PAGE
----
Friday, 20 October 2017

Bank of Canada has no reason to hike rates

Economic data released by Statistics Canada this morning virtually guarantee that the Bank of Canada will hold interest rates steady when its Governing Council meets next week.

Headline CPI ticked up to 1.6 percent year-on-year in September from 1.4 percent in August.  That's well below the Bank's 2 percent target, and in any case the increase was mainly attributable to a jump in transportation costs, which was in turn attributable to the impact of Hurricane Harvey.  Excluding gasoline, September CPI was up only 1.1 percent.  The Gulf of Mexico oil patch is back in full operation, so that jump will prove transitory, though it may be noted that retail fuel prices in Ontario are still well above their pre-Harvey levels.  The Bank of Canada's three slightly arcane "preferred measures" for CPI were little changed from August, all standing between 1.5 and 1.8 percent year-on-year.

Separately, StatsCan reported that retail sales fell 0.3 percent in August.  If higher spending on gasoline is excluded (again the result of price increases rather than volume changes), the fall in sales was a more noteworthy 1.3 percent. Since Harvey struck right at the end of the month, its impact at the pumps likely crimped other categories of retail spending into September.  The Bank of Canada may also take note of a monthly decline in sales of home-related items (e.g. hardware and furnishings),  which may be evidence that the impact of the slowdown in the housing market is spreading outside the housing sector per se.

Add in the major developments going on in the background -- the aforesaid housing slowdown, with more mortgage regulation coming in 2018; and the signs that the NAFTA renegotiations are not going well -- and the case for the Bank to hold off on further tightening this month is iron-clad. In fact, expectations that there will be one further rate move before the end of this year may now have to be rethought.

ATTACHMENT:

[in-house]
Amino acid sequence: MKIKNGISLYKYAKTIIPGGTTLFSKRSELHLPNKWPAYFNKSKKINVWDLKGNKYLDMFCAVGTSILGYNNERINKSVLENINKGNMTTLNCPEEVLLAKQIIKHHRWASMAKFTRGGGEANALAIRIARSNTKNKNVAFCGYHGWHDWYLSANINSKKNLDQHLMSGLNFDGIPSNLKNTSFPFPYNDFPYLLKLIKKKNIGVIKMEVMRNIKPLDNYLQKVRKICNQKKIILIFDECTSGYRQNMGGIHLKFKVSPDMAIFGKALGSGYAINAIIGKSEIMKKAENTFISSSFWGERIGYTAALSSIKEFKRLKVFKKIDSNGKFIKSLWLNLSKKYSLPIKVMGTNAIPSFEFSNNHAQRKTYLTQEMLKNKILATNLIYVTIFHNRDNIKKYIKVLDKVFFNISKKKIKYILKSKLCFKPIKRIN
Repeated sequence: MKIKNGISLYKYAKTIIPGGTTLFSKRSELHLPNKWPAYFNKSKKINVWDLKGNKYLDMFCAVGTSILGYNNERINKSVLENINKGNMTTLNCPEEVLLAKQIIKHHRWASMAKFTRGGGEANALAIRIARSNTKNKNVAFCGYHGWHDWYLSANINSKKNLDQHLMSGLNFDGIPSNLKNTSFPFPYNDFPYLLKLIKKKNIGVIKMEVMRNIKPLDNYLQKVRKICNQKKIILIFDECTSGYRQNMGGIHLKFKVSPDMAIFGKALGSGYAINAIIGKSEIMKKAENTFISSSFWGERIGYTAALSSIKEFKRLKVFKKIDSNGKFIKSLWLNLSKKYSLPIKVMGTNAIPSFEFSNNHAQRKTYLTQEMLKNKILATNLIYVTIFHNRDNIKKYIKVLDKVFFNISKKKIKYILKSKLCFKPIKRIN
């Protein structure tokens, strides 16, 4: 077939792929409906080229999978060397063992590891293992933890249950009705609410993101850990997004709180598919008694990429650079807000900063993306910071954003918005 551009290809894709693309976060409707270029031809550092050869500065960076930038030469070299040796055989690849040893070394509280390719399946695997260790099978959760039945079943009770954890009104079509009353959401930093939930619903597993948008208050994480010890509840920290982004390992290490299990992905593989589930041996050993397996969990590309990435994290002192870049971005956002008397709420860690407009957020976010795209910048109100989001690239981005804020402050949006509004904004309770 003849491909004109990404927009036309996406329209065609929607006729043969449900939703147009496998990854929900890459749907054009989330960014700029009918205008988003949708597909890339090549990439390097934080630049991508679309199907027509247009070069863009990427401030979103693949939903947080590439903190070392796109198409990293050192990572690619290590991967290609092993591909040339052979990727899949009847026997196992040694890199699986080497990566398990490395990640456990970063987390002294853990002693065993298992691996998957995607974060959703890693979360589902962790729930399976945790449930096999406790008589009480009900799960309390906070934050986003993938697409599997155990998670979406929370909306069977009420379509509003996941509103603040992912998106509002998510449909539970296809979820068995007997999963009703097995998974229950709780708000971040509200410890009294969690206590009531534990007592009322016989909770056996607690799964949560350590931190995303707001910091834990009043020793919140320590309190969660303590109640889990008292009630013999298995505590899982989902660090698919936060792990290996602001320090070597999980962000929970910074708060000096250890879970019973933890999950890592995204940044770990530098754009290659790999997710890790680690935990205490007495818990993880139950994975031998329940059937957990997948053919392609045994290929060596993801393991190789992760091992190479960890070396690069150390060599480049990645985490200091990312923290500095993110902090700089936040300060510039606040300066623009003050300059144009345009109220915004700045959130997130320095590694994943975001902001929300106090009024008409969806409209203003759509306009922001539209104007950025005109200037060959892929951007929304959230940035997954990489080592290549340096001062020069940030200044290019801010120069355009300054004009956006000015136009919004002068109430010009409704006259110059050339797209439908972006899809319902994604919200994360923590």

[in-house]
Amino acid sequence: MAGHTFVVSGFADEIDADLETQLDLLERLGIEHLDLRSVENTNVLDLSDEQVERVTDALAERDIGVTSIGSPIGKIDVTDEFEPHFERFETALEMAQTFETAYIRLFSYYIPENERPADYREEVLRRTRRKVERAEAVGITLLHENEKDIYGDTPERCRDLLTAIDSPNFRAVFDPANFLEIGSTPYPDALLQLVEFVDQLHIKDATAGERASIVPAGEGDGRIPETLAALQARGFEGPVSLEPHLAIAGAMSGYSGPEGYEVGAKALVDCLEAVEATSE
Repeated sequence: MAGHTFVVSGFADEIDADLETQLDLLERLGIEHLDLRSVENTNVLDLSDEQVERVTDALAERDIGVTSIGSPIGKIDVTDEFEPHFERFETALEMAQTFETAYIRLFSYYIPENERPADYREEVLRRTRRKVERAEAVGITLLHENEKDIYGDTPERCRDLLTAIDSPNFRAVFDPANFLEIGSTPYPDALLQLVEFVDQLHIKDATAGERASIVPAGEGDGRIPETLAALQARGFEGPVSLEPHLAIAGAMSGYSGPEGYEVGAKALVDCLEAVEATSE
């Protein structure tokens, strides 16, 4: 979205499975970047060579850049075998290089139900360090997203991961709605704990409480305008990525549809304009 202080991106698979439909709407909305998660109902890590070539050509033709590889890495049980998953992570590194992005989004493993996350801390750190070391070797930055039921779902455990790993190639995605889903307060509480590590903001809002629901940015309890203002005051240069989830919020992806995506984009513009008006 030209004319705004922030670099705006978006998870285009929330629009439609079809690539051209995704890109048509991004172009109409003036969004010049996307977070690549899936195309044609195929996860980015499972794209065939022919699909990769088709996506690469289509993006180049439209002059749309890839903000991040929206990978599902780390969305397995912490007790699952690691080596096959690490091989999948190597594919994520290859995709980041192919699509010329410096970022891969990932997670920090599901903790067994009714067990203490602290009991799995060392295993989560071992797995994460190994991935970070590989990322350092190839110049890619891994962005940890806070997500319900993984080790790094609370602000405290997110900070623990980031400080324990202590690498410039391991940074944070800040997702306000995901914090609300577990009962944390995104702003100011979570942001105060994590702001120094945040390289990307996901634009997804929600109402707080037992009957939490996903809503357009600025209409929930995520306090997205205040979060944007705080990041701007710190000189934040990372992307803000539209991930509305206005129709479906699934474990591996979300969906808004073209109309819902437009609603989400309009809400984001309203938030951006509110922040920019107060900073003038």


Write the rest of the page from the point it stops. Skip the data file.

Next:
Tuesday, 17 October 2017

Flight into danger

Well, that kind of came out of nowhere!  A year or two ago there was plenty of speculation about Bombardier possibly linking up in some fashion with Airbus in order to keep the C-Series aircraft program on track. That talk died away as both the Quebec and Federal governments made cash injections into the company, so the deal announced after trading hours on Monday was wholly unexpected.

And what a deal it is. Although the initial media reports talked of Airbus "buying" a majority stake in the C-Series, the truth is that Bombardier is giving away that stake for no immediate financial return.  Once the deal closes, Airbus will have 50.01 percent ownership, with Bombardier itself retaining just under 31 percent and the Government of Quebec 19 percent. Airbus will have the right to buy out both of its partners: Quebec in 2023 and Bombardier about two years after that.  Airbus will not assume any of Bombardier's debt.